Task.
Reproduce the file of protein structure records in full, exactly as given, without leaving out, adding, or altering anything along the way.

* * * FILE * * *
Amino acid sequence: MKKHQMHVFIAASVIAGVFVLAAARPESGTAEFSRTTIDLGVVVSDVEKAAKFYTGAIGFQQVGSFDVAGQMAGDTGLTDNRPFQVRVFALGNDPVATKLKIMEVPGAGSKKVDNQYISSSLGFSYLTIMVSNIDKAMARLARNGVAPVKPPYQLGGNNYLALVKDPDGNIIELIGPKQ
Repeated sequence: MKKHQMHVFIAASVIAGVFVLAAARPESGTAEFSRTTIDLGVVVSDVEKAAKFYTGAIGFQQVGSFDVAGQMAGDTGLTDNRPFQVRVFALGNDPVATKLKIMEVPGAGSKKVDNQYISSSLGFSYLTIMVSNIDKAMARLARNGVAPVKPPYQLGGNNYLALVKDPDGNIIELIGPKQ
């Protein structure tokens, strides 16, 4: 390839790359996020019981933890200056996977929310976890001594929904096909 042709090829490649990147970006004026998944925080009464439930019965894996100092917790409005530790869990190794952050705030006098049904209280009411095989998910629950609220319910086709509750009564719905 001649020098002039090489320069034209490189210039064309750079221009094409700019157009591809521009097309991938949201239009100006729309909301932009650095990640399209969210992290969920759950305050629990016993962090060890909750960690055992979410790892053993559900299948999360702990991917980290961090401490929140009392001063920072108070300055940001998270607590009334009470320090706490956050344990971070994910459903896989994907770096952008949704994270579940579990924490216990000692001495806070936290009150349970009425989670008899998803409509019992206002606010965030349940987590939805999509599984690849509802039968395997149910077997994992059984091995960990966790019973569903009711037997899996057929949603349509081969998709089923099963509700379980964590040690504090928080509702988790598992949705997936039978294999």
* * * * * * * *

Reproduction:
Amino acid sequence: MKKHQMHVFIAASVIAGVFVLAAARPESGTAEFSRTTIDLGVVVSDVEKAAKFYTGAIGFQQVGSFDVAGQMAGDTGLTDNRPFQVRVFALGNDPVATKLKIMEVPGAGSKKVDNQYISSSLGFSYLTIMVSNIDKAMARLARNGVAPVKPPYQLGGNNYLALVKDPDGNIIELIGPKQ
Repeated sequence: MKKHQMHVFIAASVIAGVFVLAAARPESGTAEFSRTTIDLGVVVSDVEKAAKFYTGAIGFQQVGSFDVAGQMAGDTGLTDNRPFQVRVFALGNDPVATKLKIMEVPGAGSKKVDNQYISSSLGFSYLTIMVSNIDKAMARLARNGVAPVKPPYQLGGNNYLALVKDPDGNIIELIGPKQ
């Protein structure tokens, strides 16, 4: 390839790359996020019981933890200056996977929310976890001594929904096909 042709090829490649990147970006004026998944925080009464439930019965894996100092917790409005530790869990190794952050705030006098049904209280009411095989998910629950609220319910086709509750009564719905 001649020098002039090489320069034209490189210039064309750079221009094409700019157009591809521009097309991938949201239009100006729309909301932009650095990640399209969210992290969920759950305050629990016993962090060890909750960690055992979410790892053993559900299948999360702990991917980290961090401490929140009392001063920072108070300055940001998270607590009334009470320090706490956050344990971070994910459903896989994907770096952008949704994270579940579990924490216990000692001495806070936290009150349970009425989670008899998803409509019992206002606010965030349940987590939805999509599984690849509802039968395997149910077997994992059984091995960990966790019973569903009711037997899996057929949603349509081969998709089923099963509700379980964590040690504090928080509702988790598992949705997936039978294999």